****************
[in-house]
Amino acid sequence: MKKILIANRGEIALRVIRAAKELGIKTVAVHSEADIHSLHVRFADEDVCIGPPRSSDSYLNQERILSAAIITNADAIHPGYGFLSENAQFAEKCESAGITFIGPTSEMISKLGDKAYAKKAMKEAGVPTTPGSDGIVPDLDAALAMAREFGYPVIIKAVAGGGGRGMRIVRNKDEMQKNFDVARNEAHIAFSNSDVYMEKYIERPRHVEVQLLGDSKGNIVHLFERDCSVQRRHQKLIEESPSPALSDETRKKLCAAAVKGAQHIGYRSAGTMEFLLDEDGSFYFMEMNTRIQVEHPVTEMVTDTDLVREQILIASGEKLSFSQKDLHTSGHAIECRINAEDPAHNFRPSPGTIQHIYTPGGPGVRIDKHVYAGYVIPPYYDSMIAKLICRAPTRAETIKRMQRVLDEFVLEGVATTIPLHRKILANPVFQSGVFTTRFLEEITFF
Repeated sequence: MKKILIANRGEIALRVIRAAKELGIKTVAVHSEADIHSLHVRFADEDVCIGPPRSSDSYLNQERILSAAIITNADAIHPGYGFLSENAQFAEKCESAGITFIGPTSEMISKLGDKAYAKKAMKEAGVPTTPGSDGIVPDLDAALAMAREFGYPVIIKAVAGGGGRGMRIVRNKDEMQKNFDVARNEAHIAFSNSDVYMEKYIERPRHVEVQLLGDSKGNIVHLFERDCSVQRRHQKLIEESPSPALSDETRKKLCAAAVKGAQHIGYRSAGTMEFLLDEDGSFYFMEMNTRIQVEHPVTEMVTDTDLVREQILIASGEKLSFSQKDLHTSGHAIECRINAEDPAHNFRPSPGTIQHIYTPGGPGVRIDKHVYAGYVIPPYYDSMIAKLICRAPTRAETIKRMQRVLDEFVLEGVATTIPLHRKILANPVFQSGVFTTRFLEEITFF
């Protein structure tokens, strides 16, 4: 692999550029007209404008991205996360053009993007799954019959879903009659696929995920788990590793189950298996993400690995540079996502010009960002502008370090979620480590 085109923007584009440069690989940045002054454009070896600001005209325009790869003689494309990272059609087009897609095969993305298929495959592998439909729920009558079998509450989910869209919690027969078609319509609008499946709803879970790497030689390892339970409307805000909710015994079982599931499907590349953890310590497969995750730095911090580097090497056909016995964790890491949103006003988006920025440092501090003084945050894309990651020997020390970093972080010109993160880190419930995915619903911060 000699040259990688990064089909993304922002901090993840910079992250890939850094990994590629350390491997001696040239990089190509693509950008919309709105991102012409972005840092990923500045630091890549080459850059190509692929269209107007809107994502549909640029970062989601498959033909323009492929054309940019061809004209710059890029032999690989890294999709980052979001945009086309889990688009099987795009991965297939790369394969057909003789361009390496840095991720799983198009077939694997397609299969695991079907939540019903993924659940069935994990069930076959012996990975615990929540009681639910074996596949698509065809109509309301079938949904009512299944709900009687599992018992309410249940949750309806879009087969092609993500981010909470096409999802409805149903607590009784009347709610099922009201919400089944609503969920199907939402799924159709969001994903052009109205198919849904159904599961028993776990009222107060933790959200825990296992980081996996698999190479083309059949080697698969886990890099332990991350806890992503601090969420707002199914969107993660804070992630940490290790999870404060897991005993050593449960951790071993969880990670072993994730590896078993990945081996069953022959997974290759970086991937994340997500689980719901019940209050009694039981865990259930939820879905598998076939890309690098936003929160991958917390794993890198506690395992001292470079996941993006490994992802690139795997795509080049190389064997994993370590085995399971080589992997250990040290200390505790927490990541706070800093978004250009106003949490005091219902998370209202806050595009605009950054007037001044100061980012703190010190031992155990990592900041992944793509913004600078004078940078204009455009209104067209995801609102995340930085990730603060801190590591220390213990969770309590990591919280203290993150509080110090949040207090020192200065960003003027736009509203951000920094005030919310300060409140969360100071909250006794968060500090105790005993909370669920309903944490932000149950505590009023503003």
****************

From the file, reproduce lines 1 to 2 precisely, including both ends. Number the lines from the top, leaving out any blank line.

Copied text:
[in-house]
Amino acid sequence: MKKILIANRGEIALRVIRAAKELGIKTVAVHSEADIHSLHVRFADEDVCIGPPRSSDSYLNQERILSAAIITNADAIHPGYGFLSENAQFAEKCESAGITFIGPTSEMISKLGDKAYAKKAMKEAGVPTTPGSDGIVPDLDAALAMAREFGYPVIIKAVAGGGGRGMRIVRNKDEMQKNFDVARNEAHIAFSNSDVYMEKYIERPRHVEVQLLGDSKGNIVHLFERDCSVQRRHQKLIEESPSPALSDETRKKLCAAAVKGAQHIGYRSAGTMEFLLDEDGSFYFMEMNTRIQVEHPVTEMVTDTDLVREQILIASGEKLSFSQKDLHTSGHAIECRINAEDPAHNFRPSPGTIQHIYTPGGPGVRIDKHVYAGYVIPPYYDSMIAKLICRAPTRAETIKRMQRVLDEFVLEGVATTIPLHRKILANPVFQSGVFTTRFLEEITFF